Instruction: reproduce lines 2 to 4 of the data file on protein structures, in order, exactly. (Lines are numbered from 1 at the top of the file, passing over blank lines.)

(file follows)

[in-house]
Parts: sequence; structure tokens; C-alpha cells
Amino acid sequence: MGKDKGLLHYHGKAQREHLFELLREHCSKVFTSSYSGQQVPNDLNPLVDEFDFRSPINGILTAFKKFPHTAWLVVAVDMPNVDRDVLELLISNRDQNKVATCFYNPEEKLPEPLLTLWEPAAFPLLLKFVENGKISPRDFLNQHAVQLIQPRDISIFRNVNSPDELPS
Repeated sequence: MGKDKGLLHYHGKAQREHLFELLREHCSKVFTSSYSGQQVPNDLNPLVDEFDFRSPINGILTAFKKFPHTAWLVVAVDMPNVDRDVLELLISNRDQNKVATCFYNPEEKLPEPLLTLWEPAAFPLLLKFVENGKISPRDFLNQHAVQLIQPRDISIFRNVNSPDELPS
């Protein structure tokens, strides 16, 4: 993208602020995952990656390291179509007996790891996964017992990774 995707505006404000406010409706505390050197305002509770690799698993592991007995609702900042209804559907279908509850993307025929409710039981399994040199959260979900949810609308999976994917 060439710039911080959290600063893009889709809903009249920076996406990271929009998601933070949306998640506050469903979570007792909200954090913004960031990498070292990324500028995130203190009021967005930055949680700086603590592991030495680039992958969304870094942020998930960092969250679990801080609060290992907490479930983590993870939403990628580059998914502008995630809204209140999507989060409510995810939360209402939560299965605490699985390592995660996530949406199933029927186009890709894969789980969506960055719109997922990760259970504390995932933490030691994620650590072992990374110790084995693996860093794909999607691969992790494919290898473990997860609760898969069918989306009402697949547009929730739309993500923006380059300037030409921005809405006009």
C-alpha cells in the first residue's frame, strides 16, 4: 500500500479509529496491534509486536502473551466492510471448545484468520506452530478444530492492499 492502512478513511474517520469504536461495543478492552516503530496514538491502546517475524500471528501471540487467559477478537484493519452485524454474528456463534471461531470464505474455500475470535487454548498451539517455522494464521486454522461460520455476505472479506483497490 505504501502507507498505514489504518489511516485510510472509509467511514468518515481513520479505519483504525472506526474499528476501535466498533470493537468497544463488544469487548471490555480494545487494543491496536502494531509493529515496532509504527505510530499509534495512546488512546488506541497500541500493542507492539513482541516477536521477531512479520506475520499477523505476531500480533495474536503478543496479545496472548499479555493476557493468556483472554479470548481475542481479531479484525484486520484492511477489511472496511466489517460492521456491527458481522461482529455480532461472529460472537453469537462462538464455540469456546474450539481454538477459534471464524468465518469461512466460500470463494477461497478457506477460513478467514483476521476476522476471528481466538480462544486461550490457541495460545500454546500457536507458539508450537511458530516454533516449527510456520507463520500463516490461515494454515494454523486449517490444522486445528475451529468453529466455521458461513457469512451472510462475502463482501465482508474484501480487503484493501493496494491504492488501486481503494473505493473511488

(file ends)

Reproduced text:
Parts: sequence; structure tokens; C-alpha cells
Amino acid sequence: MGKDKGLLHYHGKAQREHLFELLREHCSKVFTSSYSGQQVPNDLNPLVDEFDFRSPINGILTAFKKFPHTAWLVVAVDMPNVDRDVLELLISNRDQNKVATCFYNPEEKLPEPLLTLWEPAAFPLLLKFVENGKISPRDFLNQHAVQLIQPRDISIFRNVNSPDELPS
Repeated sequence: MGKDKGLLHYHGKAQREHLFELLREHCSKVFTSSYSGQQVPNDLNPLVDEFDFRSPINGILTAFKKFPHTAWLVVAVDMPNVDRDVLELLISNRDQNKVATCFYNPEEKLPEPLLTLWEPAAFPLLLKFVENGKISPRDFLNQHAVQLIQPRDISIFRNVNSPDELPS